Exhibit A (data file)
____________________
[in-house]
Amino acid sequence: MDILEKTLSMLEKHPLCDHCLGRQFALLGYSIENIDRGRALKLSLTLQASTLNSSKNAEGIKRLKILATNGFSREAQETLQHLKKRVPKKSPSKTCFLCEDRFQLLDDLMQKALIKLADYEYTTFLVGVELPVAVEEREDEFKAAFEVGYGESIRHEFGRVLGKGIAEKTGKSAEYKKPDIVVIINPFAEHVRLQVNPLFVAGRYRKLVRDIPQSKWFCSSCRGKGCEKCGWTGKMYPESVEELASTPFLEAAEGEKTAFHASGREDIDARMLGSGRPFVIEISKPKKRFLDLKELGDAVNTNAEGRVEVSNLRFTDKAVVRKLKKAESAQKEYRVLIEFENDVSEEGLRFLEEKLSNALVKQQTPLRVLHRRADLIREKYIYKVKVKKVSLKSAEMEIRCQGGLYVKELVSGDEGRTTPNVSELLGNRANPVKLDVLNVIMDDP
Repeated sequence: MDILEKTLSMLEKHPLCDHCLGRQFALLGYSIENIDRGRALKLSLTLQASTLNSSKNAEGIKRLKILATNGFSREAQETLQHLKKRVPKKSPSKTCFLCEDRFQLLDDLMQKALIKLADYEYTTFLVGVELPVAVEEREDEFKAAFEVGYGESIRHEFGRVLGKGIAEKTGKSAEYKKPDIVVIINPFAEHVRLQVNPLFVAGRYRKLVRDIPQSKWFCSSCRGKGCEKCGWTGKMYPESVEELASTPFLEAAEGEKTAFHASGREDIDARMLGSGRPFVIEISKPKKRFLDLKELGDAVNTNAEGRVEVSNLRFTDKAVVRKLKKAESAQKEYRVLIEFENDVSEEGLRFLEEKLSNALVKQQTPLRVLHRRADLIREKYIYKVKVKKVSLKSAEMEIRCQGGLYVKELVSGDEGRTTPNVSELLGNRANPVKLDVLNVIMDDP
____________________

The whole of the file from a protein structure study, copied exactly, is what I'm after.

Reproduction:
[in-house]
Amino acid sequence: MDILEKTLSMLEKHPLCDHCLGRQFALLGYSIENIDRGRALKLSLTLQASTLNSSKNAEGIKRLKILATNGFSREAQETLQHLKKRVPKKSPSKTCFLCEDRFQLLDDLMQKALIKLADYEYTTFLVGVELPVAVEEREDEFKAAFEVGYGESIRHEFGRVLGKGIAEKTGKSAEYKKPDIVVIINPFAEHVRLQVNPLFVAGRYRKLVRDIPQSKWFCSSCRGKGCEKCGWTGKMYPESVEELASTPFLEAAEGEKTAFHASGREDIDARMLGSGRPFVIEISKPKKRFLDLKELGDAVNTNAEGRVEVSNLRFTDKAVVRKLKKAESAQKEYRVLIEFENDVSEEGLRFLEEKLSNALVKQQTPLRVLHRRADLIREKYIYKVKVKKVSLKSAEMEIRCQGGLYVKELVSGDEGRTTPNVSELLGNRANPVKLDVLNVIMDDP
Repeated sequence: MDILEKTLSMLEKHPLCDHCLGRQFALLGYSIENIDRGRALKLSLTLQASTLNSSKNAEGIKRLKILATNGFSREAQETLQHLKKRVPKKSPSKTCFLCEDRFQLLDDLMQKALIKLADYEYTTFLVGVELPVAVEEREDEFKAAFEVGYGESIRHEFGRVLGKGIAEKTGKSAEYKKPDIVVIINPFAEHVRLQVNPLFVAGRYRKLVRDIPQSKWFCSSCRGKGCEKCGWTGKMYPESVEELASTPFLEAAEGEKTAFHASGREDIDARMLGSGRPFVIEISKPKKRFLDLKELGDAVNTNAEGRVEVSNLRFTDKAVVRKLKKAESAQKEYRVLIEFENDVSEEGLRFLEEKLSNALVKQQTPLRVLHRRADLIREKYIYKVKVKKVSLKSAEMEIRCQGGLYVKELVSGDEGRTTPNVSELLGNRANPVKLDVLNVIMDDP